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RockJordan
23-12-2013, 03:32 PM
Components of a Contact Report

Contact reports are intended to be a way for any member of the unit to concisely communicate important information about the enemy in a standard way.

Being able to concisely report enemy locations is a critical communication skill to have. The sooner we know about enemy positions, and the faster it is passed to the entire squad, the better our survivability will be and the more effective we will be at reacting to threats.

A contact report consists of several key elements that must be presented in a specific order for it to be effective. They are as follows.

1. Alert
Typically the word 'Contact!'. This should be the first thing out of your mouth when you spot the enemy. Saying this gives everyone a heads-up that something important is about to be passed over the radio, and that they need to start scanning the area for more enemy as well as think about where they can move for cover and concealment.

2. Orient
This immediately follows your alert. "Orient" is simply a few words to get people looking in the general direction of the enemy.

There are several types of orientation methods available.

Relative bearing. If a direction of movement has been established, relative directions such as "Front", "Left", "Right", "Rear" are great. In a stationary defense, particularly when defending in multiple directions, this is not a usable format.

General compass bearing. Useful at all times, easy to understand. General compass bearings are things like "North", "North-West", et cetera. The ShackTac HUD, if used, can give you an easily indication of your cardinal directions.

Specific compass bearing. Used for high-precision reporting when units are fairly close to each other. This involves reading the exact compass bearing, in degrees. Note that in Arma 3, the compass takes a few moments to stabilize, making this slightly slower than in previous games.

Clock bearing. Clock bearings are never used aside from by single vehicle crews, since a vehicle has a common 12 o'clock that all crew members are familiar with. A vehicle crew can use clock bearings for internal communication if they so desire, though relative bearings tend to be faster overall.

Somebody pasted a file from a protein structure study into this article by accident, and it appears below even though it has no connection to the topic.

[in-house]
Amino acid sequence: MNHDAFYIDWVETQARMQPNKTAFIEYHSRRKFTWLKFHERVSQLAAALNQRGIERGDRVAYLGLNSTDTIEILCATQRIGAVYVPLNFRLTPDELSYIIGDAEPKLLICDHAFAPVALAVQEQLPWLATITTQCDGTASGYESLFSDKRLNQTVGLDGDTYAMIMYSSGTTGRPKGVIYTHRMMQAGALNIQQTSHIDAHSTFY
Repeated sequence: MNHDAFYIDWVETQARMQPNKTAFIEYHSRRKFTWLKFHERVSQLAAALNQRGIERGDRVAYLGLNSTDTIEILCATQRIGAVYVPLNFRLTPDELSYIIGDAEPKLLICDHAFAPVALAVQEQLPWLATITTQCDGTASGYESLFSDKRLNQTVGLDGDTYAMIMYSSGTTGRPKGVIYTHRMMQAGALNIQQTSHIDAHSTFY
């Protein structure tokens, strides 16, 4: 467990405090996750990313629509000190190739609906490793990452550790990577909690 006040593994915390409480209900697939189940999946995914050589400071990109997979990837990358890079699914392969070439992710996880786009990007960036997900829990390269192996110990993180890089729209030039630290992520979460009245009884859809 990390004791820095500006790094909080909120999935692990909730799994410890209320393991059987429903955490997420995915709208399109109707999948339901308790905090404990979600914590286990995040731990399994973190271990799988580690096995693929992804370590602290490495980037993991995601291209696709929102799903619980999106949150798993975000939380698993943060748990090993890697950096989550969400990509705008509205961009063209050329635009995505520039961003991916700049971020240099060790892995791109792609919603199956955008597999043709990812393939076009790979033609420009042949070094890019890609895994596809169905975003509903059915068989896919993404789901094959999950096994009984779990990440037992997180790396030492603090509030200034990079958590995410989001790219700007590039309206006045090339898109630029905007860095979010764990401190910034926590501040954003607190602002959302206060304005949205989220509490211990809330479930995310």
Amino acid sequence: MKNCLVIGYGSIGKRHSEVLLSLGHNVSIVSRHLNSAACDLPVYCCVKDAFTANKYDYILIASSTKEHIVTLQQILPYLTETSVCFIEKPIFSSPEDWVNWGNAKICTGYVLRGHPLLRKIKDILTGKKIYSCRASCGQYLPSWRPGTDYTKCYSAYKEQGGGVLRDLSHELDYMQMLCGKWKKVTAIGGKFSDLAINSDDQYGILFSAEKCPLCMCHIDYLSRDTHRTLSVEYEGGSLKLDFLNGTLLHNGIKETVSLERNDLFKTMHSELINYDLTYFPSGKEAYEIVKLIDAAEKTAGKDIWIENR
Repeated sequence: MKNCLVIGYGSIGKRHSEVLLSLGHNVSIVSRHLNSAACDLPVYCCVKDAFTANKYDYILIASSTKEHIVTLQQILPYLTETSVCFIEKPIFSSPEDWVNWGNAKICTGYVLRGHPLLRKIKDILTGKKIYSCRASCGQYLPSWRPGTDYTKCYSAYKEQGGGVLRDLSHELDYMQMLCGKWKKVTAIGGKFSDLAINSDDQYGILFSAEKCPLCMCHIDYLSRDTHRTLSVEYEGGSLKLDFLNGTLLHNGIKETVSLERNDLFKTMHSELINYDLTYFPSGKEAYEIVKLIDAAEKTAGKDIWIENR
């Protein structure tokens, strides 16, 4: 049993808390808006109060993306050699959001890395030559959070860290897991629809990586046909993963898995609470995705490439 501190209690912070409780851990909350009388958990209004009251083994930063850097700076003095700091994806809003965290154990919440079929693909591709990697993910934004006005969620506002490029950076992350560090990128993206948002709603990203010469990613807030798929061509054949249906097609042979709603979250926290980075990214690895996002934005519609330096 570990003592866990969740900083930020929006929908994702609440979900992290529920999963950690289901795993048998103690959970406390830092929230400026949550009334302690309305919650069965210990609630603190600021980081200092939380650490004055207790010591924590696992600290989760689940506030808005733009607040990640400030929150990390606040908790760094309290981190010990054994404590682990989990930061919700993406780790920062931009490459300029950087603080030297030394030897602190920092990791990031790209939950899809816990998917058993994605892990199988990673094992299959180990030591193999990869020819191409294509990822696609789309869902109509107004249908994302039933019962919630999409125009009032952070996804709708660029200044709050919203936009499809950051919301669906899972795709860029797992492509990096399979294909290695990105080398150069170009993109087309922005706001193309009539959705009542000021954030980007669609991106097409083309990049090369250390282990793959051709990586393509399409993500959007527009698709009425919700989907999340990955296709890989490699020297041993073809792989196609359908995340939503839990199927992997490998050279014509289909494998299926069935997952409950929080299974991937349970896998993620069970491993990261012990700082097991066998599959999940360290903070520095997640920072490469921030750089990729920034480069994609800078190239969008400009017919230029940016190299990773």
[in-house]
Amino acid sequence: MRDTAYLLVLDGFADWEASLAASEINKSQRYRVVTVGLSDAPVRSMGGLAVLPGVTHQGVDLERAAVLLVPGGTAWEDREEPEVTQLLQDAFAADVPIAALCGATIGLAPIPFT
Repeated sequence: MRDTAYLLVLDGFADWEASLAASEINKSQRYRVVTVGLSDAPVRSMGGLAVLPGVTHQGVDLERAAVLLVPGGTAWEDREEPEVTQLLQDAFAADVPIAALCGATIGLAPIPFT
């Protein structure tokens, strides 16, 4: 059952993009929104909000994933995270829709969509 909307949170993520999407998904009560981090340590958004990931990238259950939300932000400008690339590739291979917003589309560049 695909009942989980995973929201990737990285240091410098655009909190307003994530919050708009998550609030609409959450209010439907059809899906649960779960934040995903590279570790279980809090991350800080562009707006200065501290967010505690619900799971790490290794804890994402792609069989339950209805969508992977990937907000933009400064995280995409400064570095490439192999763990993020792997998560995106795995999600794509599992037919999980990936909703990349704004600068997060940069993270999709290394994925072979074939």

If the target is in range to be a threat, give a rough range immediately - "Contact front, close!" or "Contact west, 100 meters!". This can wait if the target is not a threat, but it must be given one way or the other by the end of the contact report.

3. Describe
What did you see? Was it an enemy patrol, tank, or a little old lady out for a stroll? Say it in as few words as possible while being very clear.

Examples: "Infantry", "Enemy patrol", "APC", "machinegun nest".

4. Expound
If the target range was not given in the 'Orient' step, it must be given here. Target range is essential and allows players to react appropriately to the threat's proximity. The range can be given at whatever level of detail time allows for, from "Close!" to "523 meters" and everything in between. Range is the most important thing to expound on, and must always be given.

If time and the situation allow for it, give more information. This can include things like:

Specific degree bearing to the target. If you only passed a relative bearing at the start for speed's sake, you can refine it into a specific degree bearing at the end of the contact report.

Info about what the target is doing. Such as "They're flanking us" or "They don't see us".
Specific positioning of the target. Such as "two soldiers on the roof, one in the building, the rest are patrolling around it".
For instance, if you spot a patrol that is walking through a patch of woods, step #3 would be "enemy patrol", whereas step #4 would clarify that with "in the treeline, bearing 325".

Note that with contact reports, getting the key information out for everyone to react to is more important than the ordering of the information. As long as people know where to look, what they're looking for, and how far away the contact is, you will have given a successful report.

FeralFoxTrot
23-12-2013, 06:00 PM
Very useful Jordan, thanks.

bogzillar
23-12-2013, 06:36 PM
nice writeup :)

Hairy_Eagle
23-12-2013, 06:37 PM
+1

DRZdeano
23-12-2013, 07:50 PM
+9999999999999

this is an awesome description of the key information needed in a call out.

imo steps 2+3(+4 if channel is quiet) should be how callouts in our bf scrims should sound.